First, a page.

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Posted & filed under Children's Book Reviews

The Good Little Book, written by Kyo Maclear, with illustrations by Marion Arbona, speaks to the power of “ordinary” books – those without accolades, medals, or even, at times a proper dust jacket. This “ordinary” book, despite being neither popular nor unpopular, takes a boy to imaginary places and ultimately becomes his companion. And when the boy loses it, the book goes on its own adventure and captivates many other imaginations.

Arbona’s gouache and pencil illustrations depict actions over time, allowing kids to visually trace a series of events. For example, she shows many of the boy’s reading positions; his thoughts inspired by the story, and all the places he looks for the lost book. Adults will chuckle seeing the smug faces on the popular books and the names of the medals that adorn them, such as the Pull Lizard Prize and the New Berry Medal. Kids will laugh, too, seeing what other creatures plan to do with The Good Little Book: “A raccoon thought it might be a sandwich. A cat sat on it to keep it warm.”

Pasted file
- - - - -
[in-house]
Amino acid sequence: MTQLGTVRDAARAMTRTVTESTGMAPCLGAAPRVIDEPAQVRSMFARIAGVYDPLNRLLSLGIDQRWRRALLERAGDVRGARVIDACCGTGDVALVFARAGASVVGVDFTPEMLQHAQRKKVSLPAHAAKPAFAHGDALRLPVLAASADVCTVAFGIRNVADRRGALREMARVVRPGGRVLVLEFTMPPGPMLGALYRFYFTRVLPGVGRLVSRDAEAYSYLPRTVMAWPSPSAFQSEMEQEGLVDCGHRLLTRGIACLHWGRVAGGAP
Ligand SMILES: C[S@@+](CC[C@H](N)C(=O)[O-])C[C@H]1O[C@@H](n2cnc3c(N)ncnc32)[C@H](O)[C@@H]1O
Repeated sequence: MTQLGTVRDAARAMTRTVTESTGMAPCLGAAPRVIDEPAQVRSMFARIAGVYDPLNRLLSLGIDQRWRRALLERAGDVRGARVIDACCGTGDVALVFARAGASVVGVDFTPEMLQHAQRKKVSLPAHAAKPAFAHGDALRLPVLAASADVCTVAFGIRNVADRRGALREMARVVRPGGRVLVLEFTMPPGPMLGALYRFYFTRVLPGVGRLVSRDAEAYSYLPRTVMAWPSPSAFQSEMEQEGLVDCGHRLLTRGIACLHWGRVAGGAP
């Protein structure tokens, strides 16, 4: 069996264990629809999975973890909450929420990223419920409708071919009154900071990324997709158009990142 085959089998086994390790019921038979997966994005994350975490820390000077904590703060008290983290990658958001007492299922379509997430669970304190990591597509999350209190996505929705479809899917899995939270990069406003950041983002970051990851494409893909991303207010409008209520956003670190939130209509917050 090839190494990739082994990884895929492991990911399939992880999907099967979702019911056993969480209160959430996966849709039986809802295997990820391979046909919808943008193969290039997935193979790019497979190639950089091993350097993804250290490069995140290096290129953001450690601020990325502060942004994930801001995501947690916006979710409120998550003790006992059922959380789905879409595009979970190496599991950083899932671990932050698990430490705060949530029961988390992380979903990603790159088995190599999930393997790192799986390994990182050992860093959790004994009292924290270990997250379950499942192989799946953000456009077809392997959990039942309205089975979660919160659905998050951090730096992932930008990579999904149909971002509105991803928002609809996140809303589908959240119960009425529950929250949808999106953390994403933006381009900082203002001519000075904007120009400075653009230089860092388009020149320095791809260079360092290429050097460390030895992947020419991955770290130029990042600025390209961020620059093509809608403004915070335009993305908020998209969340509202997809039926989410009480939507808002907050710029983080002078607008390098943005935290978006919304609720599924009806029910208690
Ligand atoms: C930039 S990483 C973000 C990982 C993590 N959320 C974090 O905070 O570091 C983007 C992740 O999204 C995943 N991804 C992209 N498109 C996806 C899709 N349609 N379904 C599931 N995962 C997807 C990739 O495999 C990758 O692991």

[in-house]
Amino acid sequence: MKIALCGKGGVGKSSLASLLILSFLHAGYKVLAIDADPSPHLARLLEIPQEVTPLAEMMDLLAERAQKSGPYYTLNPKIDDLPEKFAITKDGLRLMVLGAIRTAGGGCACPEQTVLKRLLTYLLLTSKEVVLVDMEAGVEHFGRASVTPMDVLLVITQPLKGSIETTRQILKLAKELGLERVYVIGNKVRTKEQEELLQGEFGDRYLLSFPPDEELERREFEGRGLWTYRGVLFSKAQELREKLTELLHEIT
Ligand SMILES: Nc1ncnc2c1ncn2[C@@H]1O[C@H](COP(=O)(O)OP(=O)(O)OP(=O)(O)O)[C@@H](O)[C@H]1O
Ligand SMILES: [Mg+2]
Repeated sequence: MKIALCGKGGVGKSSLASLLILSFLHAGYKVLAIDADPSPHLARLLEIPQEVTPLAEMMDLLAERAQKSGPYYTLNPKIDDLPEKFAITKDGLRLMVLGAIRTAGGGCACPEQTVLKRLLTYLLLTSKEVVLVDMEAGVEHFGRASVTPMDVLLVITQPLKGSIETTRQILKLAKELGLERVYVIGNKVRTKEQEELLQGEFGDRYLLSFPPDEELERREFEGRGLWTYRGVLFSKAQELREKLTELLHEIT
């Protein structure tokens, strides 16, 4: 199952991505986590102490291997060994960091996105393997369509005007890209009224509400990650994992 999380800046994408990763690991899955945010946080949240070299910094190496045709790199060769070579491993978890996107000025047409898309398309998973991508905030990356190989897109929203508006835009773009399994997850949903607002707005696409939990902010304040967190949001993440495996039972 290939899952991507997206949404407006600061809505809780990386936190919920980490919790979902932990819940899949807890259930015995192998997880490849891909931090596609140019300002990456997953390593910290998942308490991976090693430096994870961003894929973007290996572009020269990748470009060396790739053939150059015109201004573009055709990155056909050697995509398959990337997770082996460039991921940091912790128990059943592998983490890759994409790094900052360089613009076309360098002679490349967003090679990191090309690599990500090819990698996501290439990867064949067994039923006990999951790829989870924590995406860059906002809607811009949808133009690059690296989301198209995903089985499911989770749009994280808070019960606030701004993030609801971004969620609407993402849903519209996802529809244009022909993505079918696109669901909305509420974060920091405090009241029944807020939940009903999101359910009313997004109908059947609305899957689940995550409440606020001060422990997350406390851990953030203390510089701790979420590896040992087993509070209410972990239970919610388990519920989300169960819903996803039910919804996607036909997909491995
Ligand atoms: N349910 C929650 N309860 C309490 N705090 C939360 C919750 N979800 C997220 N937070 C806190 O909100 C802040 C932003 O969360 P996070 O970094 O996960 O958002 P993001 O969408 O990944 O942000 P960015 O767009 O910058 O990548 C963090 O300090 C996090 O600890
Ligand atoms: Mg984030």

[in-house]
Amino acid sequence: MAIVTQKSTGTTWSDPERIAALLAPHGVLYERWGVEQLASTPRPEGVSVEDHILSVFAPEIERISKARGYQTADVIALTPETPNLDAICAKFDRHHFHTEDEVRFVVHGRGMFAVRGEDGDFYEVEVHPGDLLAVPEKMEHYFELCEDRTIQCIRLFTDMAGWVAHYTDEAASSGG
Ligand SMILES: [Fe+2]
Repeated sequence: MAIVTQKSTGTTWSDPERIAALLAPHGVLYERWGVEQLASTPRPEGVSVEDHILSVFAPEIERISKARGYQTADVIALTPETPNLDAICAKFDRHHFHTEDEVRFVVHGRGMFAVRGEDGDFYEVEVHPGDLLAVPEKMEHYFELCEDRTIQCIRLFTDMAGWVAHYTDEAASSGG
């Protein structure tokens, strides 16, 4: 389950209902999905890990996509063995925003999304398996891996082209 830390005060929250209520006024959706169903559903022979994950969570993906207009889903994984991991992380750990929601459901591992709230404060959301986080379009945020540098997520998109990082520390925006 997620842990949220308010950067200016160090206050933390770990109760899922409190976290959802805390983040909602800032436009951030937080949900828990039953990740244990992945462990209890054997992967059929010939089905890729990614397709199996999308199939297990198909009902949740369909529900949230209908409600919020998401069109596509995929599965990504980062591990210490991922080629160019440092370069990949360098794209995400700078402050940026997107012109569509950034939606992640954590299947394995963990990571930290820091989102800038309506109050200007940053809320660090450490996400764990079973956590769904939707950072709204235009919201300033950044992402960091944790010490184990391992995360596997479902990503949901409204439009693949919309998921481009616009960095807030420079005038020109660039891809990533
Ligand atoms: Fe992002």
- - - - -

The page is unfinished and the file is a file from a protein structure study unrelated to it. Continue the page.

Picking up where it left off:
The endpaper design reinforces the feeling that this book has touched many lives: the pages appear to be scribbled on, and a “This Book Belongs To” tab records multiple owners. Since the reader literally holds The Good Little Book in their hands, they can assume that they, too, are included in the list of those for whom it was meant. This clever meta-fiction will have its readers considering the value and influence of an unadorned, quiet read.

  • The Good Little Book

    By Kyo Maclear, Illustrated by Marion Arbona, Published by Tundra Books, Penguin Random House of Canada
    • ISBN 13: 978-1-77049-451-0
Jen Bailey
Jen Bailey is an Ontario-certified teacher who holds an MFA in Writing from the Vermont College of Fine Arts. She works for the Natural Sciences and Engineering Research Council. Jen’s other book reviews have appeared in Quill & Quire and Canadian Children’s Book News.